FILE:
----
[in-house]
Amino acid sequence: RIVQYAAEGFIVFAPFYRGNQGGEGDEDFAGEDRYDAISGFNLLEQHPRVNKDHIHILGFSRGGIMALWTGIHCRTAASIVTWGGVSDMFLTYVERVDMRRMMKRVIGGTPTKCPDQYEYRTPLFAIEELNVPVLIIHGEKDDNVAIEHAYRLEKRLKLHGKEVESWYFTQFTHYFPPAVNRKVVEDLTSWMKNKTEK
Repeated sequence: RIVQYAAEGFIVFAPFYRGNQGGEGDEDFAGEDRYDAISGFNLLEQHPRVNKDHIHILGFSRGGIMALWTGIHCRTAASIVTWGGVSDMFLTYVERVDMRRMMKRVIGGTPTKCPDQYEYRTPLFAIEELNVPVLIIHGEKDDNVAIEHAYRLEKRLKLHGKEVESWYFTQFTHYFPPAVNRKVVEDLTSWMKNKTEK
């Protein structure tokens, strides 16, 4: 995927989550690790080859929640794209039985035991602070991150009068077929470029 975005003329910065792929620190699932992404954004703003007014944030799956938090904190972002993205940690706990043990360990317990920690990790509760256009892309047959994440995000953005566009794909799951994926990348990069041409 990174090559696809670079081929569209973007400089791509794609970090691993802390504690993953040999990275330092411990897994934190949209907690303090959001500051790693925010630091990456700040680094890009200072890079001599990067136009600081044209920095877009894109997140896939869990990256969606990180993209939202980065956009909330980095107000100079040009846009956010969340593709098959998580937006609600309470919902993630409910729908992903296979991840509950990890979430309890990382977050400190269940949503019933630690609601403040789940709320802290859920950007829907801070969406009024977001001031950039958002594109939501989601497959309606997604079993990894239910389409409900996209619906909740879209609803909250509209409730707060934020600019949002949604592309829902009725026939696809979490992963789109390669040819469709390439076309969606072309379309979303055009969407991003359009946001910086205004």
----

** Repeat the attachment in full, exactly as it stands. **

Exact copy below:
[in-house]
Amino acid sequence: RIVQYAAEGFIVFAPFYRGNQGGEGDEDFAGEDRYDAISGFNLLEQHPRVNKDHIHILGFSRGGIMALWTGIHCRTAASIVTWGGVSDMFLTYVERVDMRRMMKRVIGGTPTKCPDQYEYRTPLFAIEELNVPVLIIHGEKDDNVAIEHAYRLEKRLKLHGKEVESWYFTQFTHYFPPAVNRKVVEDLTSWMKNKTEK
Repeated sequence: RIVQYAAEGFIVFAPFYRGNQGGEGDEDFAGEDRYDAISGFNLLEQHPRVNKDHIHILGFSRGGIMALWTGIHCRTAASIVTWGGVSDMFLTYVERVDMRRMMKRVIGGTPTKCPDQYEYRTPLFAIEELNVPVLIIHGEKDDNVAIEHAYRLEKRLKLHGKEVESWYFTQFTHYFPPAVNRKVVEDLTSWMKNKTEK
């Protein structure tokens, strides 16, 4: 995927989550690790080859929640794209039985035991602070991150009068077929470029 975005003329910065792929620190699932992404954004703003007014944030799956938090904190972002993205940690706990043990360990317990920690990790509760256009892309047959994440995000953005566009794909799951994926990348990069041409 990174090559696809670079081929569209973007400089791509794609970090691993802390504690993953040999990275330092411990897994934190949209907690303090959001500051790693925010630091990456700040680094890009200072890079001599990067136009600081044209920095877009894109997140896939869990990256969606990180993209939202980065956009909330980095107000100079040009846009956010969340593709098959998580937006609600309470919902993630409910729908992903296979991840509950990890979430309890990382977050400190269940949503019933630690609601403040789940709320802290859920950007829907801070969406009024977001001031950039958002594109939501989601497959309606997604079993990894239910389409409900996209619906909740879209609803909250509209409730707060934020600019949002949604592309829902009725026939696809979490992963789109390669040819469709390439076309969606072309379309979303055009969407991003359009946001910086205004």